It’s easy to throw scorn at the juggernaut that is The Rolling Stones for being more ‘brand’ than band these days. No doubt the ageing rockers best years are behind them, but if you went to Croke Park on Thursday night in search of relevancy then you deserve to be hit on the head with greater force than when Keith Richards fell out of a coconut tree in 2006.
The Rolling Stones no longer need to concern themselves with popular trends or co-opting the hottest thing in rap to drop a few rhymes on their latest album. In 2018, The Stones, can just be The Stones.
And that’s exactly what the Rolling Stones present on the opening night of the No Filter Tour in Dublin. The don’t pretend to still be the young men who played Dublin for the first time in 1965. And while you wouldn’t find any chart relevancy onstage what you will find is testament to the endurance of the human spirit.
They emerge on stage with Sympathy For The Devil, It’s rather sedate until Keith Richards strikes the first primary chord and the volume swells to the appropriate level while Mick Jagger twirls centre-stage in a fabulous (naturally) long silver jacket.
His famous darlin’ voice is surprisingly on-point and remains so for the duration of the performance. The living caricature delivers a relentless performance; running, dancing and hip-shaking his way across every inch of both stage areas. Whether you like it or not, Jagger is still captivating and is a better frontman than many of the current crop of rock stars. In fact, his performance hammered home what’s missing from rock today – showmanship.
Sadly, not all members of the Rolling Stones live up to Jagger’s considerable standards. Keith Richard’s liberal interpretations of the material often constitutes half to three quarters of riffs being played faithfully followed by a jammed out ‘you didn’t see that coming’ curveball and the results can often be jarring.
In guitar terms, Ronnie Wood is left doing the heavy lifting, taking all of the faster and more complicated solos, while Richards chips in every now and then with an unaltered performance. By the end of the night you can’t help but feel that this version of The Rolling Stones is in reality the Jagger/Woods version.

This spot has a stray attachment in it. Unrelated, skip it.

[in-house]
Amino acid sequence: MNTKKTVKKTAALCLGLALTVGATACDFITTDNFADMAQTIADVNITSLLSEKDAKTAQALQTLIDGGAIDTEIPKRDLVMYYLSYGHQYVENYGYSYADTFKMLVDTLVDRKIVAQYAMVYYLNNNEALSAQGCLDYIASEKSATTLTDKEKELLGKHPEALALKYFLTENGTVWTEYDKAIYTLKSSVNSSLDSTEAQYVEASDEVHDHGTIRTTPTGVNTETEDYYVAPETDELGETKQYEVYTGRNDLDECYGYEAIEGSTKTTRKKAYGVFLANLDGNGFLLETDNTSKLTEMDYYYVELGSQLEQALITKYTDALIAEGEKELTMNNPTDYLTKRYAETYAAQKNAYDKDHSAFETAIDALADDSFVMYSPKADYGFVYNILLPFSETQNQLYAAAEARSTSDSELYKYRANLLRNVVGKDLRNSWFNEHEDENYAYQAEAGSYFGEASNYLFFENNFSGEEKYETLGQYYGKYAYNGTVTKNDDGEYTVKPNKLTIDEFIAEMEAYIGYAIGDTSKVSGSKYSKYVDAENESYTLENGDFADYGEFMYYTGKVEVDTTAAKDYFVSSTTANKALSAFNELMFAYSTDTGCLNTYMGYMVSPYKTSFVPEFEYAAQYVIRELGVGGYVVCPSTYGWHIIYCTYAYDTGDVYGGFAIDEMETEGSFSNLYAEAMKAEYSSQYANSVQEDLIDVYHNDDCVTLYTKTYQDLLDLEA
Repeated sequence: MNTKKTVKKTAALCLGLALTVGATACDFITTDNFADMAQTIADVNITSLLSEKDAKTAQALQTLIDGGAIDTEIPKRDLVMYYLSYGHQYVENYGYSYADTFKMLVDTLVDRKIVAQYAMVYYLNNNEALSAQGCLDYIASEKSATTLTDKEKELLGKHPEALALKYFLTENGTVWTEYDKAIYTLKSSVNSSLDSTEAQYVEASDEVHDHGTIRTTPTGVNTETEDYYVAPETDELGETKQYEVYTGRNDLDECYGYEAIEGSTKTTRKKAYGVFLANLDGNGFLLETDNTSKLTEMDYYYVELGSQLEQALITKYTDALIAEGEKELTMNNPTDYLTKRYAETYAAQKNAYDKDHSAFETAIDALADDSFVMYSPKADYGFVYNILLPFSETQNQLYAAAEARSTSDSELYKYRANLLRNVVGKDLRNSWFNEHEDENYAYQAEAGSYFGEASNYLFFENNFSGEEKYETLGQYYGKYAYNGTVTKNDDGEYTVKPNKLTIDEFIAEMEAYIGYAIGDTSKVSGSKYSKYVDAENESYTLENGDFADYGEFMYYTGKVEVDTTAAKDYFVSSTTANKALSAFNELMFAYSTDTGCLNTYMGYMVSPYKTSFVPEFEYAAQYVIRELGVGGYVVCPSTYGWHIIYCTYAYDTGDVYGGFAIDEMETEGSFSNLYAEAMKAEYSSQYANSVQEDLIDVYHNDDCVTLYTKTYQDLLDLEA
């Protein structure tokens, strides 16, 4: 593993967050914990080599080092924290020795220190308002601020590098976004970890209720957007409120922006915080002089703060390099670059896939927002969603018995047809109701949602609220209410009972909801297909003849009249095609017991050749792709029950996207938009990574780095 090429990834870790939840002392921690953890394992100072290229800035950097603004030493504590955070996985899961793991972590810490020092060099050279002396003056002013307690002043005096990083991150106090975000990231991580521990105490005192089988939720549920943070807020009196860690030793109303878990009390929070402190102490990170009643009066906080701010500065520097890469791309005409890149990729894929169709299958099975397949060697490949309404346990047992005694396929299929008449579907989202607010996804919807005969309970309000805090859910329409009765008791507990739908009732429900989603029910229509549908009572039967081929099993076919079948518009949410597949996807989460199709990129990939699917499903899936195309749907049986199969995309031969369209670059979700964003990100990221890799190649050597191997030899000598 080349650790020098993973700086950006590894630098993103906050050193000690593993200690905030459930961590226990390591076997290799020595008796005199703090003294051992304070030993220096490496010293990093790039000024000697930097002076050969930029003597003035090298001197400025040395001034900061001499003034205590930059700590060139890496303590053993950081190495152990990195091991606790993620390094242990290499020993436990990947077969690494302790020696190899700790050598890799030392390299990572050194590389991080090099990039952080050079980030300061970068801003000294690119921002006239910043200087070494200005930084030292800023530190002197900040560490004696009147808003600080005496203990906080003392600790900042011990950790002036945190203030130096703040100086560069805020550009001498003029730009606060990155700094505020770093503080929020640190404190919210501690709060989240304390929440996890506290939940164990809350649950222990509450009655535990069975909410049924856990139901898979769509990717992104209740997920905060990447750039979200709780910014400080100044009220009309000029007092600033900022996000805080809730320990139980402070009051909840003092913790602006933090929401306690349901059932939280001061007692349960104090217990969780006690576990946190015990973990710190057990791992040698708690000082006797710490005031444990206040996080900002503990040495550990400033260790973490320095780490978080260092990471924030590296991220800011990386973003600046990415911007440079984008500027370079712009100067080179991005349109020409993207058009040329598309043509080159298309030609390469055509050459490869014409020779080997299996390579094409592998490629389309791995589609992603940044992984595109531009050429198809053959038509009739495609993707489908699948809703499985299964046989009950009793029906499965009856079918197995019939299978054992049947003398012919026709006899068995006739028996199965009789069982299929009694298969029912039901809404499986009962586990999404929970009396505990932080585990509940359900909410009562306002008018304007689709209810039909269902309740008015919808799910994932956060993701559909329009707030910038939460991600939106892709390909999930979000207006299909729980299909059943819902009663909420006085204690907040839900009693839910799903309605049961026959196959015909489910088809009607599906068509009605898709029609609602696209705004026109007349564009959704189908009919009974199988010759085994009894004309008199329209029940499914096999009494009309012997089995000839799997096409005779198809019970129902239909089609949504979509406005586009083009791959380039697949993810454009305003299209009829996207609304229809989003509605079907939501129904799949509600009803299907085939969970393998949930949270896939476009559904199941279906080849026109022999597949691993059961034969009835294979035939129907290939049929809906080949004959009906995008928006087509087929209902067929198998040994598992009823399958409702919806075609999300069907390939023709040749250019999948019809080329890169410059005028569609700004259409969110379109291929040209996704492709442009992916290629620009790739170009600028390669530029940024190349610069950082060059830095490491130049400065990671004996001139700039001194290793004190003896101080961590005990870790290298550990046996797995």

Following a solid introduction (Tumbling Dice, Paint It Black) The Stones lose momentum somewhat with a blues section featuring songs from 2016’s ‘Blue & Lonesome’. These tracks showcase Jagger’s harmonica skills and pay homage to the music of the stones’ youth. The blues numbers are performed well, but they receive a courteous yet uninterested response from the crowd who accept that they will have to indulge the band whilst they attempt to shill them their latest fare.
The crowd voted Wild Horses, re-engages the crowd with Jagger joking that they’d tried to learn Whiskey In The Jar but it didn’t really work. Before Jagger takes to acoustic guitar for You Can’t Always Get What You Want. The blues well and truly out of their system the crowd lap up It’s Only Rock ‘N Roll and Honky Tonk Woman.
Jagger’s union mandated tea break sees Richards take lead vocals on a couple of numbers. Again this section of the show is less engaging and sees the group lose momentum once again with his rendition of The Worst from 1994’s ‘Voodoo Lounge’ falling particularly flat in this setting.
Jagger re-emerges to deliver a shot of adrenalin to Croke Park with Miss You, which benefits from the onset of darkness, allowing the stage visuals to really hit home for the first time. Instantly, Croker turns into a 1980’s style neon disco scene.
The performance of Midnight Rambler will have divided fans – this extended version felt almost eternal at times as Jagger stalked the stage leading the crowd through an extended call and response section. You could have nipped to the loo and bought a pint and returned safely to your seat during this section and Jagger would still be asking the crowd to say “oh yeah”.
Perhaps it was this shamanistic midsection of Midnight Rambler or the fact that Dublin was now under the cover of night, but The Stones seemed to click into another gear from there on out. A flawless Start Me Up, was followed by triumphant performances of Jumping Jack Flash and Brown Sugar. The opening strains of Gimme Shelter will have given goosebumps to many in attendance, (even if the female vocal performance that followed didn’t quite live up to the recorded version). Satisfaction closed out the style, with Jagger taking one last opportunity to prance remorsefully around the stage as only he can.
Marriages, presidents, wars and technology come and go, but The Rolling Stones remain, testing the limits of the rock ‘n’ roll dream. No longer the greatest, but still the greatest; a night for the bucket list, indeed.